• Jennie says:

      Glad you liked the metaphor, Steve. Play is a young child’s work. That’s how they learn and discover. It often gets pushed aside in favor of structure, which is sad. Tell your wife I occasionally dig up the half dead plant, but I plant it in a pot or different location. It just might need something different. I’m off to do that with my snapdragons today, as they need more room to grow and are looking poorly. I underestimated their size. I will keep nurturing, Steve. Thank you!

  25. swamiyesudas says:

    Thank You for Your Enthusiastic sharing, my Dear Jennie. …At least in India, I find children in classes at least upto 12 being crammed with so called knowledge. This needs change too. Hope some good Soul like You will take this up. …Love n Regards. 🙂

  26. Thank you for the history if kindergarten, i had no clue

  27. Thanks for the brief history, Jennie, and for the lovely analogy. It never ceases to amaze me how nature provides the wisdom for most things in our lives. We are certainly creatures of this planet and there are mirrors everywhere. A beautiful post, my friend.

  28. A. L. Kaplan says:

    Reblogged this on alkaplan and commented:
    Lovely post about Kindergarten.

  29. and you tend your garden well. x Michele

  30. sjhigbee says:

    What a lovely article, Jennie – so very true!

  31. The Reynolds' Rap says:

    Beautiful! ❤️

  32. Hello Jennie! Hope that you are have an exceptionally love filled week. How interesting the word ‘kindergarten’. The name and meaning has never come to mind. The name seems to have come out of the 1950s and during the Eisenhower administration.🤔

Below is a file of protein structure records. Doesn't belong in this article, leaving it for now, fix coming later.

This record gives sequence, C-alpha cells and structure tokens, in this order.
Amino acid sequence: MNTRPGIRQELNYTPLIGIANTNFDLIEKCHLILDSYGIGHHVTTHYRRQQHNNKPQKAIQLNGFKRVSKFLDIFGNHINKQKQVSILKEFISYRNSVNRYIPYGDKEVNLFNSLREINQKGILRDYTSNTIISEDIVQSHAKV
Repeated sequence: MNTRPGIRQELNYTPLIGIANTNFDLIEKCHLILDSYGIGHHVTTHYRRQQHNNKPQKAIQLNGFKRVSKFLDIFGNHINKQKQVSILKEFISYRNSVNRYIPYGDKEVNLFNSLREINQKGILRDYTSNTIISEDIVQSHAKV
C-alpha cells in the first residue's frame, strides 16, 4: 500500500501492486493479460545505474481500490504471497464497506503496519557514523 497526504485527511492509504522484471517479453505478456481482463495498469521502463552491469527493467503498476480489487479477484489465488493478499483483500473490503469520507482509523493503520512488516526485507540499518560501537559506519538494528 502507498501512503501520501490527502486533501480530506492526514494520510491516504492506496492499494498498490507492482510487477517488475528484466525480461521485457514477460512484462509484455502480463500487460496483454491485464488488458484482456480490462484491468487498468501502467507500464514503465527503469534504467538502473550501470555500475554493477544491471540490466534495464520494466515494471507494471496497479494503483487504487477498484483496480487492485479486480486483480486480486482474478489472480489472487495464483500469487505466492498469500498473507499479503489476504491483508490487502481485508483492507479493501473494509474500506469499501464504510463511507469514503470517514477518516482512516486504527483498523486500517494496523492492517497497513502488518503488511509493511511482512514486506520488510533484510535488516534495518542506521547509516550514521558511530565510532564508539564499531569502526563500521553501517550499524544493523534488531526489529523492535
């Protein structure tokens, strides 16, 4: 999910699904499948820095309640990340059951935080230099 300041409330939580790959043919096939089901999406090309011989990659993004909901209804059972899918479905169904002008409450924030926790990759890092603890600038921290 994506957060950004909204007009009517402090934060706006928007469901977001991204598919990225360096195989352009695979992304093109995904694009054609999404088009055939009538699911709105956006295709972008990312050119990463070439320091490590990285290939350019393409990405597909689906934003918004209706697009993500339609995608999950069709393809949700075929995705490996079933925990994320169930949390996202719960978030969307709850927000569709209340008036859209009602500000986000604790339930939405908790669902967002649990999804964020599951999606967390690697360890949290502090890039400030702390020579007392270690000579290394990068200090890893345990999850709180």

33. Sheri Libby says:

    Wow never knew the meaning of kindergarten. Thanks

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  35. Whitney says:

    Wow this is so amazing to learn and to see the comparison to flowers! My son is going into kindergarten this year and my heart is excited at times, but other times feels sad that the last 5 years are over. Where did they go? But with your comparison my heart rejoices! I’m excited to think more on it and hopefully express myself in a post of my own! Thank you!! ❤️

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  38. Janet says:

    finding this blog has re-gilded my view on the word “kindergarten”, my little nursery is celebrating 35 years in September and during 12 weeks of lockdown, a “positive” blooms in a strange way.
    Giving me a chance to stop and truly reflect on times past and why we as practitioners do what we do and so passionately. There is nothing more rewarding than seeing the delight and excitement, the freedom to engage and discover when children are given the opportunity to immerse themselves in the great outdoors.

  39. denise421win says:

    Awesome, I am so glad that the children are learning new skills

  40. Excellent insight. Children today are more fortunate to be schooled in such a way. I also love your garden and how you nuture your plants as you have nurtured the growth of young minds.